Knowledge is power, a little bit of knowledge is dangerous, and clinging to outdated myths can be fatal. The animal sheltering field is rife with assertions regarding animals and people. For many years this was driven by the lack of accurate information on a wide array of issues and situations. In an information vacuum, impressions and prejudices arising from a limited range of individual experiences played a significant role in the development of a belief structure. These “beliefs” were frequently passed from one generation of shelter worker to another, with repetition adding the illusion of truth. In many cases these myths obscured the real issues at hand, wasting time and effort.
Myth #1: We are losing the war on pet overpopulation
This statement is probably at the top of this list. Simplistic and plaintive, this is more often a statement of frustration than it is of fact. We know that in most communities where shelters have kept statistics for some period of time, the numbers of animals coming into the shelters is decreasing, and fewer are being euthanized. This downward trend, most evident along the northeast Atlantic coast and along the Pacific coast, has taken place even though the overall pet dog and cat populations have been increasing. Shelter intakes are increasing in those areas that have seen growth spurts in the human population. Continued insistence that the problem is getting worse everywhere is counterproductive and defeatist. It fails to recognize that the tools we have in hand are effective. Educating pet owners on responsible care of their animal companions, and making spay/neuter available in an efficient and cost-effective fashion, while not sexy and new, do work.
Myth #2: “She was returned because she didn’t match the new curtains.”
It doesn’t take long to get a shelter worker to tell you about the person who brought in the cat who no longer matched the new curtains. When the National Council on Pet Population Study and Policy conducted a survey of several thousand people relinquishing their pets at 12 different shelters in 6 states, no one gave this as a response when asked about why they are relinquishing their pet. There was in fact no single reason given that accounted for the majority of animals relinquished. While I do not doubt that it may have happened somewhere, sometime, dwelling on it does not address all of the other issues that we can do something about. Broadly defined, behavior problems were the most common reason given for the relinquishment of animals. Given this, let’s concentrate on training and socialization for pets, not interior decoration.
"Behavior problems were the most common reason given for the relinquishment of animals. Given this, let’s concentrate on training and socialization for pets, not interior decoration."
Myth #3: Shelters are flooded with puppies kids got for Christmas
Just about every year I get a call from a reporter in early January. They want to know if the shelter is flooded with puppies kids got for Christmas and who were now being discarded. Of course, we are not flooded with puppies right then. A careful examination of the extensive data collected from animal shelters reveals that pets given as gifts are at a reduced risk of surrender to an animal shelter when compared to pets acquired from other sources. If many of us think of our first pet, we may recall that it was a very special gift for a birthday or holiday, and was a cherished companion for many years. If gifts are a sign of love and caring, it is not surprising that companion animals will be chosen. Let’s try to help people make a good choice that will be a part of the family for years to come.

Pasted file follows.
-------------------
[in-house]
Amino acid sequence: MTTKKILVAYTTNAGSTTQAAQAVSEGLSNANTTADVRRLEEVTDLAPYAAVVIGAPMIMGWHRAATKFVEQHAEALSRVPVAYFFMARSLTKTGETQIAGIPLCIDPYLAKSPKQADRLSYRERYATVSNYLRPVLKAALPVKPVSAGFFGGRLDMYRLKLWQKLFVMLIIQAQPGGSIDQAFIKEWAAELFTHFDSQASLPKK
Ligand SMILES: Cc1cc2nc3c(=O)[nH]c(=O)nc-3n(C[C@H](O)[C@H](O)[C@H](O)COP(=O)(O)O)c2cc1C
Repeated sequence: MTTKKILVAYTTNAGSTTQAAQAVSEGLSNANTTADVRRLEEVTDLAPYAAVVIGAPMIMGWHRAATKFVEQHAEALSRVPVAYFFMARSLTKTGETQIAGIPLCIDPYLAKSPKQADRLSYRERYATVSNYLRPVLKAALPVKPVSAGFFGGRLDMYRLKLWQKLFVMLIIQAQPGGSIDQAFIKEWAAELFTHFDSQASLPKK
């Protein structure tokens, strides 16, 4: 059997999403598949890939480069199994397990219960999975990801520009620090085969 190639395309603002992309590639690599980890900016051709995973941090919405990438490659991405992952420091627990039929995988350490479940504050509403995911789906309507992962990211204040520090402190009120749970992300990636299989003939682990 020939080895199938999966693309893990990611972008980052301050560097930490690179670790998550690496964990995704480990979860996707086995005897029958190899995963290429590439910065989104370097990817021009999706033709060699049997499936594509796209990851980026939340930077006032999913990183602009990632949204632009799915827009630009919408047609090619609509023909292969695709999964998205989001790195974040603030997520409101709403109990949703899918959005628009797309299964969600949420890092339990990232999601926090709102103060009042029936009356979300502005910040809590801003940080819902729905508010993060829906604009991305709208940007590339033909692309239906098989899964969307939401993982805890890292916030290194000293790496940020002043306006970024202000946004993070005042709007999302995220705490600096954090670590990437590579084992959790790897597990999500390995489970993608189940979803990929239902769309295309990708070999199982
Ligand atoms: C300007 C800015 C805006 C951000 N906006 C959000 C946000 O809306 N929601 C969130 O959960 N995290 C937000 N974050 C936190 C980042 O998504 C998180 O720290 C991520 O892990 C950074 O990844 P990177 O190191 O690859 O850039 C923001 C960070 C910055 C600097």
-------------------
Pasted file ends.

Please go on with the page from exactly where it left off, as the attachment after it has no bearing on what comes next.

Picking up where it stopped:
Myth #4: Spaying and neutering are simple and inexpensive procedures
Spaying and neutering are simple and inexpensive procedures. These are in fact surgical procedures that require anesthesia and aseptic surgical conditions. The book fees generally quoted by veterinarians are typically a fair price for procedures of this complexity. Those veterinarians who participate in reduced cost or subsidized sterilization programs are making a substantial and important contribution of time, skill and resources.
Myth #5: Witches try to adopt black cats on Halloween for nefarious purposes
Quite a few shelters hide their black cats in the back the week before All Hallow’s Eve to protect them. There is no reason to believe that these cats are at risk. While it is true that animals too often become the victims of holiday pranks and cruelty, there is no reason to believe that witches are involved, or that shelters are a source. Normal adoption counseling procedures should be able to screen out those applicants with bad intent. Continued publicity on this tends to make adoption counseling procedures look arbitrary and silly.
The next time that a truism rolls off your tongue to defend a policy or belief, think about whether you are working with fact or fiction.
Stephen L. Zawistowski, PhD, CAAB
Dr. Stephen L. Zawistowski spent 26 years as a senior executive at the ASPCA. A well-known speaker on a number of animal shelter and animal welfare topics, he is a certified applied animal behaviorist and chaired the Animal Behavior Society’s Board of Professional Certification from 1998-2007. Dr. Zawistowski is founding coeditor of the Journal of Applied Animal Welfare Science and coauthored a history of the ASPCA, Heritage of Care.
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